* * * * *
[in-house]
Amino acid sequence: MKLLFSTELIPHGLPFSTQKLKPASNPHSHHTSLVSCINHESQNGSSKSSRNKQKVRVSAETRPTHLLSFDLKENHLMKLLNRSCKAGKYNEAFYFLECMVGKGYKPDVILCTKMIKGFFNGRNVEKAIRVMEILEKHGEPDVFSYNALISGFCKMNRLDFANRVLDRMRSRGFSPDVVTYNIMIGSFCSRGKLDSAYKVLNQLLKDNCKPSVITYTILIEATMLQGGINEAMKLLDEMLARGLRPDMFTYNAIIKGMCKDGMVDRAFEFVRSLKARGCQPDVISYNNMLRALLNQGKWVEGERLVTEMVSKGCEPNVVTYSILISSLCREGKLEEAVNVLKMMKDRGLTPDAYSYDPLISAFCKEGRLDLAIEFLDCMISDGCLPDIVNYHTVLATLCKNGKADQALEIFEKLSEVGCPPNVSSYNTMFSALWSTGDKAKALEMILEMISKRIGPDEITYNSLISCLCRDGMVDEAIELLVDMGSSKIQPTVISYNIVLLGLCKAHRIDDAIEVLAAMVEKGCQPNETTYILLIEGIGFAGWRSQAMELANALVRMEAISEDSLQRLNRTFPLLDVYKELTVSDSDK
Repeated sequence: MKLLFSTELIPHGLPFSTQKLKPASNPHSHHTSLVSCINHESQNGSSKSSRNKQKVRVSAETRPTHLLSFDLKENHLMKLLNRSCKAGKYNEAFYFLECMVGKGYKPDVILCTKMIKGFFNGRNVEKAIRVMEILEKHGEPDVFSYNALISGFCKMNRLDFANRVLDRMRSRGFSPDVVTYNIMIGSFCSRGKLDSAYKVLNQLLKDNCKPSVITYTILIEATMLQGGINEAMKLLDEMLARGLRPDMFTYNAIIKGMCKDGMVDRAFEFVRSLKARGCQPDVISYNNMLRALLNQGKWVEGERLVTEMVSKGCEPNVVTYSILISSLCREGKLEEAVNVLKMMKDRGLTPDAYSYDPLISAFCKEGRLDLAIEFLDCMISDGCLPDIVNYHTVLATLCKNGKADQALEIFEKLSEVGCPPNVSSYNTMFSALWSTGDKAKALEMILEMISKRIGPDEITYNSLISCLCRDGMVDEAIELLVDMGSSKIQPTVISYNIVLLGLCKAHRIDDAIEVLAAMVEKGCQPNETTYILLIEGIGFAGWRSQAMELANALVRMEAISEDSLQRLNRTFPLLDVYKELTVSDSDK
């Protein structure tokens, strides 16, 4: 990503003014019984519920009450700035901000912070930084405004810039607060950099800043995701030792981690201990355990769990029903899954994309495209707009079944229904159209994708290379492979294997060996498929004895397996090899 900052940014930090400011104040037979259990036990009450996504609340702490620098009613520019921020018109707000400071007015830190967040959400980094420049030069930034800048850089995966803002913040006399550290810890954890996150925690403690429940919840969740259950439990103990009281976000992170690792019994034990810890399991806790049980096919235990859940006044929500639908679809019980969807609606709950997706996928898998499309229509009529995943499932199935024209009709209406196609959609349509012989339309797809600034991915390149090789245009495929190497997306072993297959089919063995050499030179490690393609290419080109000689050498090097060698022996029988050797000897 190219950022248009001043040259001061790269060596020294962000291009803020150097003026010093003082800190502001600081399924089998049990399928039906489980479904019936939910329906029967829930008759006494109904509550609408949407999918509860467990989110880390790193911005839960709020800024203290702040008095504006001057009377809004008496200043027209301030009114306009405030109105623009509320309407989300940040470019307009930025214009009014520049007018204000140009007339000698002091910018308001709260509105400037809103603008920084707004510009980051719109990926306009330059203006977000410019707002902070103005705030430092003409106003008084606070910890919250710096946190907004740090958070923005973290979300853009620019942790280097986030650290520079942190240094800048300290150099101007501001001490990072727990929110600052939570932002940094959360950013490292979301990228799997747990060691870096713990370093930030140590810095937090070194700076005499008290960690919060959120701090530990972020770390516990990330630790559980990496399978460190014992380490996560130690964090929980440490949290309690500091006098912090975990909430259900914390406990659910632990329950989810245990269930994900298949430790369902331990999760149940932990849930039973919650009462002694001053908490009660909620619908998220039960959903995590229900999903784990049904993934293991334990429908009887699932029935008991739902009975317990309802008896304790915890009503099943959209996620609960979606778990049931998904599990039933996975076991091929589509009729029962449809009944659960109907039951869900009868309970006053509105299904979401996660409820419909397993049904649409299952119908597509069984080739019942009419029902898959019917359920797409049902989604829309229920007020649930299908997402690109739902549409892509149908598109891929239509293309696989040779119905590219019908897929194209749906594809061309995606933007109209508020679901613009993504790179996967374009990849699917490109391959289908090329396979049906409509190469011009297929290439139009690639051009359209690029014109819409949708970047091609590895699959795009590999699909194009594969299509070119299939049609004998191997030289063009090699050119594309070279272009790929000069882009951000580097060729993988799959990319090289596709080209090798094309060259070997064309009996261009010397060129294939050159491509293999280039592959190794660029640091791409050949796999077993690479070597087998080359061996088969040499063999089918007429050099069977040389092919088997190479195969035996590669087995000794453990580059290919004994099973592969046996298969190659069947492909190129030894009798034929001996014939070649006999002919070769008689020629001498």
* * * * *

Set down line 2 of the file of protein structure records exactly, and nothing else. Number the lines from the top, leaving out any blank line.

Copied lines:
Amino acid sequence: MKLLFSTELIPHGLPFSTQKLKPASNPHSHHTSLVSCINHESQNGSSKSSRNKQKVRVSAETRPTHLLSFDLKENHLMKLLNRSCKAGKYNEAFYFLECMVGKGYKPDVILCTKMIKGFFNGRNVEKAIRVMEILEKHGEPDVFSYNALISGFCKMNRLDFANRVLDRMRSRGFSPDVVTYNIMIGSFCSRGKLDSAYKVLNQLLKDNCKPSVITYTILIEATMLQGGINEAMKLLDEMLARGLRPDMFTYNAIIKGMCKDGMVDRAFEFVRSLKARGCQPDVISYNNMLRALLNQGKWVEGERLVTEMVSKGCEPNVVTYSILISSLCREGKLEEAVNVLKMMKDRGLTPDAYSYDPLISAFCKEGRLDLAIEFLDCMISDGCLPDIVNYHTVLATLCKNGKADQALEIFEKLSEVGCPPNVSSYNTMFSALWSTGDKAKALEMILEMISKRIGPDEITYNSLISCLCRDGMVDEAIELLVDMGSSKIQPTVISYNIVLLGLCKAHRIDDAIEVLAAMVEKGCQPNETTYILLIEGIGFAGWRSQAMELANALVRMEAISEDSLQRLNRTFPLLDVYKELTVSDSDK